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SBJ/October 3 - 9, 2005/Facilities
Making success a tradition
Published October 3, 2005
Working in a city steeped in baseball tradition, Mark Lamping has a rather unromantic notion of the St. Louis Cardinals’ forthcoming stadium, a new Busch Stadium set to open next year adjacent to the current facility with the same name.
“A good way to look at us is that we’re a very successful manufacturer that produces a great product, even though we’re working out of a terribly inefficient plant,” Lamping said. “We didn’t have a fan problem or a team problem. We had a factory problem, and now we’re curing our inefficiencies and are poised to grow in our new facility.”
Not the sepia-toned stuff of Ken Burns or Doris Kearns Goodwin, to be certain, but it highlights the uniqueness of the new stadium and the enviable position in which the Cardinals find themselves.
Marking a true rarity in the current generation of baseball stadium development, the Cardinals do not claim to need a new stadium to become competitive in today’s high-dollar times for MLB or to keep up with ever-strengthening divisional rivals. Five NL Central titles in the last six years, including a runaway crown this season, make that a difficult sell. Nor was the new ballpark used in an age-old ploy to keep the Cardinals from leaving town.
Rather, this is a straightforward case of the strong becoming stronger, a situation perhaps trumped by only the New York Yankees, who plan to move into a new stadium in 2009 while already enjoying the sport’s highest attendance and revenue.
|SNAPSHOTS: Busch Stadium|
|$9-$55||Ticket price range||$12-$55|
|68||Luxury suites||70, plus 40 party rooms|
|50%||Pct. of seats in upper deck||20%|
|11 feet-30 feet||Concourse widths (range)||30 feet-97 feet|
|Source: St. Louis Cardinals|
And a partnership with Baltimore’s The Cordish Co. to build Ballpark Village, a $450 million mixed-use development targeted for just north of the new stadium, makes the club a 50 percent equity partner in the rebuilding of a prime, eight-acre parcel of downtown land.
“We’re out to make a great franchise into a greatly stable franchise,” Lamping said. “Our debt on the stadium was rated at investment grade, which is somewhat unheard of in baseball, and we think that speaks to the solid situation we’ve built here, and the tremendous support of our fans. We’re having such a great year that the [economic] effects have sort of come early, but this stadium makes us a much stronger franchise, no doubt about it.”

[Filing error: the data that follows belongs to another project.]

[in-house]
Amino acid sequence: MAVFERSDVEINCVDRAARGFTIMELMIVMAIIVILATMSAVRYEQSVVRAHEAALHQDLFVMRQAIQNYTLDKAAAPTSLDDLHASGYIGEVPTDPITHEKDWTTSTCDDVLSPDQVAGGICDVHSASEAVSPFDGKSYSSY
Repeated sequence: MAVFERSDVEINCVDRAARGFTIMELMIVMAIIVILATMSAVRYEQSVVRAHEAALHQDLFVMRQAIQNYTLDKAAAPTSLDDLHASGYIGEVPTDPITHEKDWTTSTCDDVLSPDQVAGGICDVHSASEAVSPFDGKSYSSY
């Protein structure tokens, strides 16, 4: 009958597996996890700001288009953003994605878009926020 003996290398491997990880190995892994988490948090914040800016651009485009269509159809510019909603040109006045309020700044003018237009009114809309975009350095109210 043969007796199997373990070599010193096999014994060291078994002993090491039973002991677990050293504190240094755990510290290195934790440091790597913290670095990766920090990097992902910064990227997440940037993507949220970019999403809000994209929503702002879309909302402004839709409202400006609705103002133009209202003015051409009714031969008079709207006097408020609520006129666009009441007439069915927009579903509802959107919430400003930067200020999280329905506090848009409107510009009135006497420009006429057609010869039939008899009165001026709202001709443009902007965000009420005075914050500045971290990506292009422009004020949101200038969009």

Despite all that, Lamping, who’s run the team for 11 years, insists the Cardinals are not a big-market club and don’t behave like one. The club features superstars such as Albert Pujols and Scott Rolen, and holds a player payroll this year of $92 million, sixth highest in baseball and set to rise toward $100 million in 2006. The Cardinals, however, are typically not market-setters regarding individual salaries and are usually not high-profile chasers of free-agent talent.
But ever so quietly, the Cardinals have flexed their economic and operational muscles in the last year. That new, more aggressive Cardinals philosophy was perhaps most visible in the team’s August decision to end a 52-year relationship with KMOX radio. Starting next season, the club will be heard on KTRS, news that shocked many of the team’s faithful legion of fans.
Rather than just construct a standard rights-fee deal, the Cardinals purchased 50 percent of station equity to supplement the annual rights payments. The club also plans to move the station’s studios to Ballpark Village and is looking to bulk up its Cardinals radio programming as well as the roster of affiliate stations.
“They’ve been such a progressive organization of late, I think this was the next logical step for them: gaining the equity interest. There’s a lot of depth and breadth to this deal,” said KTRS general manager Tim Dorsey. “I know one thing: It’s made me a very popular person. There are just a ton of Cardinals fans out there.”
The same thinking was applied to the club’s 2004 purchase of the Class AA El Paso (Texas) Diablos, pegged at $9.8 million. The Cardinals promptly moved the team to Springfield, Mo., a stronghold of Cardinals fandom located 200 miles southwest of St. Louis, and eliminated the need to fund a player development agreement since it owned the club.
“Tickets are always going to be our bread-and-butter, like any club, but we’re trying to maximize every revenue source that we can that’s not tied to our fans,” Lamping said. “That certainly will continue.”
That’s an oft-repeated refrain from team executives, but in the Cardinals’ case, there is some validity to the claim. The new stadium, perhaps surprisingly, will not arrive with a massive jump in raw ticket prices.
Not counting the exclusive home-plate club seats, which will range from $150 to $170 per seat per game, the ticket-price spread in the new stadium will be $12 to $55, almost identical to the $9 to $55 spread in the current stadium. The team’s projected increase in ticket revenue will come largely from a greater number of seats being located in the lower deck and, as a result, qualifying for higher price points.
The seemingly next logical step would be for the Cardinals to start their own regional sports network and seek the local TV rights of the NHL Blues to go with it. Lamping said the notion has been discussed but is not a front-burner priority. The club is the midst of a multiyear deal with FSN Midwest.